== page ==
Using the definition of remission as achieving a PHQ-9 score of <5 at weeks 12 and 14, early response had a PPV of 30% and an NPV of 88% across all antidepressants. That is, being a nonearly responder was a good indication that the patient would not achieve remission, but early response could not accurately predict whether a patient would achieve remission. Across agents, PPVs were poor, in the range of 23% to 38%. For individual agents, duloxetine, atypical antipsychotics (+SSRI), and venlafaxine all had NPVs of 90% or greater, and mirtazapine-SSRI had the lowest NPV at 78%.

Although the NPVs for lack of early response predicting lack of remission are high, it is important to consider the clinical situation at hand before using this value to guide treatment choices. For instance, it may not always be appropriate to aim for remission—for patients with a recurrent pattern of depression or who suffer from treatment resistant depression, response or even GTMI may be a more appropriate treatment goal. On the other hand, patients suffering from their first episode of depression or those who are medication naive might benefit more from switching agents if they do not respond early, given that remission might be a more realistic treatment goal in these populations. Furthermore, only 12% of patients who did not respond early went on to achieve remission; if only about 1 in 10 patients who do not respond early eventually remit, it may not be worthwhile to continue treatment with that agent.

Predicting Response

Using our definition of response as greater than 50% reduction in initial PHQ-9 score by week 12, early response had a PPV of 71% and NPV of 61% across all antidepressants. Compared with early response's ability to predict remission, early improvement was better able to predict the response outcome, but lack of early improvement was less able to predict lack of response by our endpoint. This is in both cases likely due to the lower requirements for the response endpoint compared with the remission endpoint. The range of values for response PPV had a fairly precise distribution (67%–75%) that was also tighter than that for remission PPV (20%–38%), whereas the range of values for response NPV was broader (43% for citalopram to 76% for treatment with an atypical antipsychotic-SSRI) than the NPV values for remission (78%–93%). Clinically, there may not be much value in an NPV of 61%, which is only a slight performance improvement over random chance that in most cases probably is not enough to justify changes to a treatment plan. However, there is modest value in a PPV of 71%; if there is early response, it is probably worthwhile to continue treatment rather than switch.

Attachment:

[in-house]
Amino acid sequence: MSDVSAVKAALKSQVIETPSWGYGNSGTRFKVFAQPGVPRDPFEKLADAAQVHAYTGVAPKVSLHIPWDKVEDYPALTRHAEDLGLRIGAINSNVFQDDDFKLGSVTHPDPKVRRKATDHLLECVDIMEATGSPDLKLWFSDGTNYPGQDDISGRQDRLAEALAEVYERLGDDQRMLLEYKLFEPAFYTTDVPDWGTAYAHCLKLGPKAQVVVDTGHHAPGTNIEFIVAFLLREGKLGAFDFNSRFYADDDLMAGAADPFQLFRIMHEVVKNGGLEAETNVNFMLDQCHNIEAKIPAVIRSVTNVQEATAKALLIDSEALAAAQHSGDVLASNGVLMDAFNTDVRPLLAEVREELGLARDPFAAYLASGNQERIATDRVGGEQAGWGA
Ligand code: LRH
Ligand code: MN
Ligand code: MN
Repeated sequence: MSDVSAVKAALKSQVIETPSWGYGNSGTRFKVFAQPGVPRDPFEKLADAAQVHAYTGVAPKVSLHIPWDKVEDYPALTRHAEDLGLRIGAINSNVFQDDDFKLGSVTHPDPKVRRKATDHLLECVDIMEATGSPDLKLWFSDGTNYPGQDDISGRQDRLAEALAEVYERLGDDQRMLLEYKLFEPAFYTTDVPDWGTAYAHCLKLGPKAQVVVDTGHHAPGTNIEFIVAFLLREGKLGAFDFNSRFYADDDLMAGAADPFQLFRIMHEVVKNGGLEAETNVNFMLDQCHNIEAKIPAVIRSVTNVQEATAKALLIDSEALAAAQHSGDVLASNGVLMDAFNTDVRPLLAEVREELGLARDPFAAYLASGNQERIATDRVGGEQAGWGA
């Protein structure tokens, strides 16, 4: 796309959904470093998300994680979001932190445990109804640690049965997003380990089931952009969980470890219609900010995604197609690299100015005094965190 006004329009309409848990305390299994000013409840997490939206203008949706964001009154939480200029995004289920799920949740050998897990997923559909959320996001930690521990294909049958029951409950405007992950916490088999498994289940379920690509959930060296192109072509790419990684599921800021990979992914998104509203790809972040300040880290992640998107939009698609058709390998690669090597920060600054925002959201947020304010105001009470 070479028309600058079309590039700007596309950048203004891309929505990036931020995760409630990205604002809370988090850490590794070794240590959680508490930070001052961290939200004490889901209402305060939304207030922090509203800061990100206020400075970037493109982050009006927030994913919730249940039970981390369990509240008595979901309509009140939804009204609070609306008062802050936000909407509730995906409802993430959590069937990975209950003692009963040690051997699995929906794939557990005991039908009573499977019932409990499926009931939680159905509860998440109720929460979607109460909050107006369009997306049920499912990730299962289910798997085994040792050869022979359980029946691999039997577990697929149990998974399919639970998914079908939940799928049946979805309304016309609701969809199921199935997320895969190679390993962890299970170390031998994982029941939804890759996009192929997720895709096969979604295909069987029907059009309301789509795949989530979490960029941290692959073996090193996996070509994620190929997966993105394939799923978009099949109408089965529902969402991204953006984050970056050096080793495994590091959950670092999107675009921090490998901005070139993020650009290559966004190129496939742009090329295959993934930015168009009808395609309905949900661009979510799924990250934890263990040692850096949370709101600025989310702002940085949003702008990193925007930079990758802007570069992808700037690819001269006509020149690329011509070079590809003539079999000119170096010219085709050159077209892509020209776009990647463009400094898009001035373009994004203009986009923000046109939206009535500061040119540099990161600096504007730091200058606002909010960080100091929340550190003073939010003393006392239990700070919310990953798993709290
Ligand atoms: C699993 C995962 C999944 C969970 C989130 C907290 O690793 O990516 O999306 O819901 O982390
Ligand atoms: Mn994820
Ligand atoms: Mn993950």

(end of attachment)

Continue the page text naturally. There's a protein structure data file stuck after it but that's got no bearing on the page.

Nonearly Responders

Of the patients who did not have early response by week 4, 13.9% nonetheless went on to have remission by study endpoint, 40.8% went on to have a response, and 57.4% had GTMI. Comparatively, in the RCT of military veterans cited earlier, Hicks et al21 noted that, of the patients who did not demonstrate early improvement after 2 weeks of antidepressant therapy, approximately 7.4% went on to have remission by week 12. Other studies have found variable rates of remission after a lack of early improvement, with rates between 13% and 30%.32,33

Among nonearly responders, those prescribed atypical antipsychotics (+SSRI) had significantly reduced odds of achieving a response at week 14. Given concerns about adverse side effects with atypicals (not assessed in the current study),34 these results raise further questions about the use of atypicals for nonpsychotic depression. Clearly, these results need to be replicated in an independent sample.

Limitations and Strengths

There are both limitations and strengths of this study. Because it relied on retrospective, clinical data, there was no way to control the treatment groups or ensure that dosing, timing, and other factors were controlled. Because it was not a controlled study, patients could have been taking other medications or substances outside of their treatment with Brightside that could have influenced outcome (eg, controlled anxiolytics), and it is not known why any particular ATD was prescribed. Similarly, there is no way to ascertain the extent of any placebo effect without a control group. In addition, although anxiety disorders were considered, other psychiatric comorbidities were not considered because of low numbers. Finally, it is important to note that, comparing different ATDs is difficult because the efficacy of any drug depends on many factors, like dose or titration, as well as individual differences in metabolism and compliance. These factors were not measured or controlled for in this study. On the other hand, results of this study, which had modest NPV/PPV, might better generalize to clinical practice than RCTs.


The datasets generated during and/or analyzed during the current study are not available.


Drs Belanger, Lee, and Winsberg all hold stock in Brightside Health Inc. Ms Gupta and Drs Belanger, Lee, and Winsberg are all employees of Brightside Health, Inc. As such, the funding body took part in the design of the study; collection, analysis, and interpretation of data; and the writing of the manuscript. All participants in this study received psychiatric health care at Brightside Health Inc, a mental health care company. Funding for the current research was provided by Brightside Health, Inc.


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early response; telehealth; depression; psychopharmacology

Copyright © 2022 The Author(s). Published by Wolters Kluwer Health, Inc.